Her advice? "Be bold and be preposterous."

30 January 2013

It's just good advertising, strong communities and Bob Dylan

 

Bob dylan
Dylan: Knew a thing or two about publishing

Online publishing, for all the technology it relies upon, has been unusually slow to innovate when it comes to advertising. It's almost as if the standard IAB units were carved into stone and there was a collective agreement that these sacred specifications would remain untouched.

 

But, like Dylan said, "the times they are a-changing". After years of being locked into publishing platforms that could only cope with these IAB standards, new technology means publishers are starting to move away from the IAB units. It's not been an easy ride. Developments like click-word models were very difficult to sell to publishers who faced vehement opposition from editorial staff. But if we go for another Bob reference, you've “Gotta Serve Somebody" nicely encapsulates the feeling that advertising serves advertisers and viewers, not editors.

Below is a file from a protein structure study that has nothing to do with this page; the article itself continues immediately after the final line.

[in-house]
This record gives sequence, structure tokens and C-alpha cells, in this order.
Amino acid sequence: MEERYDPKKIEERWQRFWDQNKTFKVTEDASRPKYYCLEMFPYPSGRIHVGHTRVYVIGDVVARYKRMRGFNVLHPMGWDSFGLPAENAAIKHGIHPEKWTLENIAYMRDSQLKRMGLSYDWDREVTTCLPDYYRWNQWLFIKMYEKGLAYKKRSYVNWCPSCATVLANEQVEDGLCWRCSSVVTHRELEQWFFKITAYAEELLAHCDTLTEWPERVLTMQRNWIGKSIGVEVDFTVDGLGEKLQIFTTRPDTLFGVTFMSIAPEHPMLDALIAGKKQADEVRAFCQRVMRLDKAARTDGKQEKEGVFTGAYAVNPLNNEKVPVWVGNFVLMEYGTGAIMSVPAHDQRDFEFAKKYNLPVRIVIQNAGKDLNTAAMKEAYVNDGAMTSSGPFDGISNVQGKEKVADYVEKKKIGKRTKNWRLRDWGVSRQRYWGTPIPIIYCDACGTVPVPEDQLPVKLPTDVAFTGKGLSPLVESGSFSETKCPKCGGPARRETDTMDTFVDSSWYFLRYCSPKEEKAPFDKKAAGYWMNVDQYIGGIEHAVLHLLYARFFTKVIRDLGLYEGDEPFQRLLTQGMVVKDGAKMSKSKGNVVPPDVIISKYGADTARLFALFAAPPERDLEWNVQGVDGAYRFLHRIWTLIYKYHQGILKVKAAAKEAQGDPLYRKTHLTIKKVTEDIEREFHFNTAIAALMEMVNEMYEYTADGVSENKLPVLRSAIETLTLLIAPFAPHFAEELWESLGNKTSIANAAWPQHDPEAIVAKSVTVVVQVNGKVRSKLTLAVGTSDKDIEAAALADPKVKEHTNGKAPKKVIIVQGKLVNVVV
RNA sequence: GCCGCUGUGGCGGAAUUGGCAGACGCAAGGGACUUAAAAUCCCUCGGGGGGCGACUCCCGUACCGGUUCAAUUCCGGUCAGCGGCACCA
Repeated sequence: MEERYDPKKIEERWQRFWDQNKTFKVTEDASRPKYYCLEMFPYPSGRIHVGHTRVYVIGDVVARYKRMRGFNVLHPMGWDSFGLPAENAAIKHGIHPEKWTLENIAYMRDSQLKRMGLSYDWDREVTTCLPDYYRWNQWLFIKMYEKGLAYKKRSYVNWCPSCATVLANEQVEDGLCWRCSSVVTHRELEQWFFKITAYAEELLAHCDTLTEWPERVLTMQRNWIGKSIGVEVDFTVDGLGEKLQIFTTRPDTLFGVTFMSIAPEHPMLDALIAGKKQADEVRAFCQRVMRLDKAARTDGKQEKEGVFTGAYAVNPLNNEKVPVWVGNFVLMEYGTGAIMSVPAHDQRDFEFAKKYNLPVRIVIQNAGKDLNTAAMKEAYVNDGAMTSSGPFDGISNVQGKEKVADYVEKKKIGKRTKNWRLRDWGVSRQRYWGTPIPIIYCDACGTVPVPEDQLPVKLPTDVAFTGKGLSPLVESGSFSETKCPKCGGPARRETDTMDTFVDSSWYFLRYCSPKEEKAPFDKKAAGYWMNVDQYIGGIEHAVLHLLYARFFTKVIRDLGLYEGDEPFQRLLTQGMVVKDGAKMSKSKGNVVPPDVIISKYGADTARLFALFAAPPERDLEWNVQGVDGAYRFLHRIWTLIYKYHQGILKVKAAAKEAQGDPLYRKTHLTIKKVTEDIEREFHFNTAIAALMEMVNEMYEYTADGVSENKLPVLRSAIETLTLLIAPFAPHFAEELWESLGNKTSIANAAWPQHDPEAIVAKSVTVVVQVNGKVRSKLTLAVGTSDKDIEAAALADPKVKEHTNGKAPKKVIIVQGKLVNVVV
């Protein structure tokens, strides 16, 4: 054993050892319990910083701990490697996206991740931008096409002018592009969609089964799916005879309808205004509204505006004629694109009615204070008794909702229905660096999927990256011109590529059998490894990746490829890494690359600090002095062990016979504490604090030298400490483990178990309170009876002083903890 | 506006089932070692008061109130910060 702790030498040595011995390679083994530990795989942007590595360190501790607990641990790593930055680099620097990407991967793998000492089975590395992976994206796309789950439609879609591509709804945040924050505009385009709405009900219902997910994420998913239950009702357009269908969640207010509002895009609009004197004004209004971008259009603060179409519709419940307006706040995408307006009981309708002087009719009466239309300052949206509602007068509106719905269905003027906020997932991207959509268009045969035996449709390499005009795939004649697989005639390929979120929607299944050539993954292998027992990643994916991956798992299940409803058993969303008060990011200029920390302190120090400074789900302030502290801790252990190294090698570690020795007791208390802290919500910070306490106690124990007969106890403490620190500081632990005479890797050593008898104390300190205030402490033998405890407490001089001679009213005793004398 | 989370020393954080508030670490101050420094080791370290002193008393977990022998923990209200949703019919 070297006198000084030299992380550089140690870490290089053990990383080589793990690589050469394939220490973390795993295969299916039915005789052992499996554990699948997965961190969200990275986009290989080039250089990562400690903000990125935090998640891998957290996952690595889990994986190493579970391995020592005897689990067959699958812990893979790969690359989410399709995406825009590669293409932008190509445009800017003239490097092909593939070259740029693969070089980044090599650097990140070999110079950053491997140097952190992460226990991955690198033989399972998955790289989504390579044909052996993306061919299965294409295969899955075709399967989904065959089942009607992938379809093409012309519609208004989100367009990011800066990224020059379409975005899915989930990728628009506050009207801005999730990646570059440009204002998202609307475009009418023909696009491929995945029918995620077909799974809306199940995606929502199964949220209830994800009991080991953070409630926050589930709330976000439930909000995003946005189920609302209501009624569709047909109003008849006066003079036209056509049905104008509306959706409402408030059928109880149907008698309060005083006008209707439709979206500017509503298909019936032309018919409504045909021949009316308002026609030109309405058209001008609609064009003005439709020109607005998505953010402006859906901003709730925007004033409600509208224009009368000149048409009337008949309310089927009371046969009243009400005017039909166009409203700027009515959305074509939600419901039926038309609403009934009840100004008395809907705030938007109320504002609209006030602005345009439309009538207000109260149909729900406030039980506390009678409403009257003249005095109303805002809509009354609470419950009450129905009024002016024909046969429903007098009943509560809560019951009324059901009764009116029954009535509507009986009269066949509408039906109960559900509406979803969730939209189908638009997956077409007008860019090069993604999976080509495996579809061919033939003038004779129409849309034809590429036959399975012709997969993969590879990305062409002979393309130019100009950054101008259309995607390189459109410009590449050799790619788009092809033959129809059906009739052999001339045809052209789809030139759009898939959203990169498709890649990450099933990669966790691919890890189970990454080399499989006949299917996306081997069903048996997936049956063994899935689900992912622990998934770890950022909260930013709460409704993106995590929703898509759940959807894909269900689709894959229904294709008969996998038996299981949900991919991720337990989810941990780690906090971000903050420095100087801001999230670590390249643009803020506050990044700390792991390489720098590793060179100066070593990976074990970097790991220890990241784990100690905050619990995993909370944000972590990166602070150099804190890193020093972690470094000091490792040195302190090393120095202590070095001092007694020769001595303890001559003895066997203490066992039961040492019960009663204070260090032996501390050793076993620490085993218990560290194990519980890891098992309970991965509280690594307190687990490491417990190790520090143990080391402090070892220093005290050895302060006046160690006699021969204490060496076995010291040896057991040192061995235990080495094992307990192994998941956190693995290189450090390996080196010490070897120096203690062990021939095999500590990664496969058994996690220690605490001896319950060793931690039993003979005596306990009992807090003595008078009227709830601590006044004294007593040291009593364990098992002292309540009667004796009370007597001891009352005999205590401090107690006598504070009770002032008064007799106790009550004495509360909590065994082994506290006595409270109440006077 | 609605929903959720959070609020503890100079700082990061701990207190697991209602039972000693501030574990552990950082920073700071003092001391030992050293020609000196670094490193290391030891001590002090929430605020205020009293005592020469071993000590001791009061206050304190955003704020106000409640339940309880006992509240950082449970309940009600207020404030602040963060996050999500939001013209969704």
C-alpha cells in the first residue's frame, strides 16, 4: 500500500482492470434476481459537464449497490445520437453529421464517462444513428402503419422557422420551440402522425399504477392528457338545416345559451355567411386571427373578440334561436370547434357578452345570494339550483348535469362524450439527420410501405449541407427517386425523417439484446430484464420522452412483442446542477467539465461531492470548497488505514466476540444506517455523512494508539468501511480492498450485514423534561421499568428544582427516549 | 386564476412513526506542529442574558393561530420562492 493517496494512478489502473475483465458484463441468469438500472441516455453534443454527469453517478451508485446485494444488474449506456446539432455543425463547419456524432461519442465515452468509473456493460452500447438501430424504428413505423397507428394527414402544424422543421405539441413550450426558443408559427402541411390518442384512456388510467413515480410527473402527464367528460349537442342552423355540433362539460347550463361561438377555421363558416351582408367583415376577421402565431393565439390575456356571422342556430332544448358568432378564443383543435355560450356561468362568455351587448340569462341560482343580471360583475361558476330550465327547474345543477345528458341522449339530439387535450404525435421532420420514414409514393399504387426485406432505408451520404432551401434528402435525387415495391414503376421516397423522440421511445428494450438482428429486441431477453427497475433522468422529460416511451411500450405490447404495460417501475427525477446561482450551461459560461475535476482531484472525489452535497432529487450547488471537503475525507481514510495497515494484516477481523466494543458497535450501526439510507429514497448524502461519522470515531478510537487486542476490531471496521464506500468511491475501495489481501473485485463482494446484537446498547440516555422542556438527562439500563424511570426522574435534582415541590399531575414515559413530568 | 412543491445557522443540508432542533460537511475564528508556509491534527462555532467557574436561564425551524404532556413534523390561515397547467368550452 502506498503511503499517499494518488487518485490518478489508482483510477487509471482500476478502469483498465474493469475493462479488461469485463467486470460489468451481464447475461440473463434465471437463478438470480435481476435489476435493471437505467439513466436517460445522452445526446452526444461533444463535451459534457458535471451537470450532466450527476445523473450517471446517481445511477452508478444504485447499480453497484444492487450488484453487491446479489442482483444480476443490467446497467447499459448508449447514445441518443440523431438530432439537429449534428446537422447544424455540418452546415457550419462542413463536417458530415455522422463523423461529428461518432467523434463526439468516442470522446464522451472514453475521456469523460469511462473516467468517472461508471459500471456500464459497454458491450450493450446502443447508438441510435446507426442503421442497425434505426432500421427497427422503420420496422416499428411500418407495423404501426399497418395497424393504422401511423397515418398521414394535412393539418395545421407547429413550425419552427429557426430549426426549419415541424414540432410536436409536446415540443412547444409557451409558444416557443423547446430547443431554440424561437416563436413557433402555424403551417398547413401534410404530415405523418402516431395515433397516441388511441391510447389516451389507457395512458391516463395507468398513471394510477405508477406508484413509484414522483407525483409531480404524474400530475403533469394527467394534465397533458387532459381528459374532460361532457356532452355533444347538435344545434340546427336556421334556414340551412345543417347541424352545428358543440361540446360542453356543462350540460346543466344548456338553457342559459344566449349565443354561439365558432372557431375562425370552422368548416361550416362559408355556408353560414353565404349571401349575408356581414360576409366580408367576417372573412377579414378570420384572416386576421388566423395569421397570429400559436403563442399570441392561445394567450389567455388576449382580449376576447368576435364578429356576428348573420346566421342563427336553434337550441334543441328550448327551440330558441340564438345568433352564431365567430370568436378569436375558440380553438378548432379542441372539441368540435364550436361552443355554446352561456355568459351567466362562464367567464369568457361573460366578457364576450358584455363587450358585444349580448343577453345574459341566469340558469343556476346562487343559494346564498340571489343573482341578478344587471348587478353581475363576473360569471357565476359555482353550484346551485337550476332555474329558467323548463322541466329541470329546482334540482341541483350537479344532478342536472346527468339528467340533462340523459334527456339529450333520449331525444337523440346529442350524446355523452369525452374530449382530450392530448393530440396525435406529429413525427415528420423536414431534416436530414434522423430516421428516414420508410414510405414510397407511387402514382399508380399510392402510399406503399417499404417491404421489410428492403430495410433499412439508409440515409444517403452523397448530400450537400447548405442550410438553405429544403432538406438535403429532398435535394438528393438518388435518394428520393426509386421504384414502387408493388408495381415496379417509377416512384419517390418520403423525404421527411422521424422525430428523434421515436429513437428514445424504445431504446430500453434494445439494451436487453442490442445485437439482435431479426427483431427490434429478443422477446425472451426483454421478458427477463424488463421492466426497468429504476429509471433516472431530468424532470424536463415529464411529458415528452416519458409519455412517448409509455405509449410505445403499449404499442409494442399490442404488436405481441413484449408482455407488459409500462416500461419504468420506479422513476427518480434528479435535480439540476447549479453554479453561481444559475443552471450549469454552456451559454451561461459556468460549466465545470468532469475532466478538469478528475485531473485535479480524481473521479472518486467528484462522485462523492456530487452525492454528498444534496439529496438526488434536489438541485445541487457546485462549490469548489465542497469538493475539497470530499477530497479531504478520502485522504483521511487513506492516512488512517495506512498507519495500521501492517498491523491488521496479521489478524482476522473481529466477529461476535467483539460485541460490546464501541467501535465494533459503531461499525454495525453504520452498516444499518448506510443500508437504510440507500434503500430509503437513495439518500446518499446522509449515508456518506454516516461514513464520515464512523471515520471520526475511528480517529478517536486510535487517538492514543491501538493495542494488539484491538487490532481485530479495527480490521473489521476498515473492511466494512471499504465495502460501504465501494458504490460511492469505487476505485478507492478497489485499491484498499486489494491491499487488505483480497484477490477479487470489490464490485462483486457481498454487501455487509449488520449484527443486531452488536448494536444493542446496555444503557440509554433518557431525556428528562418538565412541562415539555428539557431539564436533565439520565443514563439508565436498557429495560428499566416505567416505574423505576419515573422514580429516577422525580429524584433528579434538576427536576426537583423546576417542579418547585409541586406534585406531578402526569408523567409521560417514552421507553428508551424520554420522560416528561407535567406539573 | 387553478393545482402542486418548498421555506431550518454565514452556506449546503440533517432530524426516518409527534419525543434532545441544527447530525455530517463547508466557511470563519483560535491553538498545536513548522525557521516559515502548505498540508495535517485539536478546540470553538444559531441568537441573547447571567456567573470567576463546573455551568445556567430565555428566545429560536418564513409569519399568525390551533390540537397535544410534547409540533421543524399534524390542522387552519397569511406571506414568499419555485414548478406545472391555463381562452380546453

Love it or loathe it, click-words are a good example of how (some) publishers are willing to take risks. Ad formats that are new to the user come with added curiosity value, and with curiosity comes investigation. Ironically, online advertising needs to work on it's own advertising. When I speak to publishers, I don't talk about an expandable unit, I just show them Say Media’s ad units, and demonstrate how cool they actually are.

Different forms of advertising that are more unusual are being embraced by publishers a lot more than they were in the past. For their part, viewers like to see different, more visually exciting elements on a web page - which is hardly surprising given that they've largely been clicking on 68x468 pixel banners for the past 20 years. Ad units that don't fit the traditional models do really well.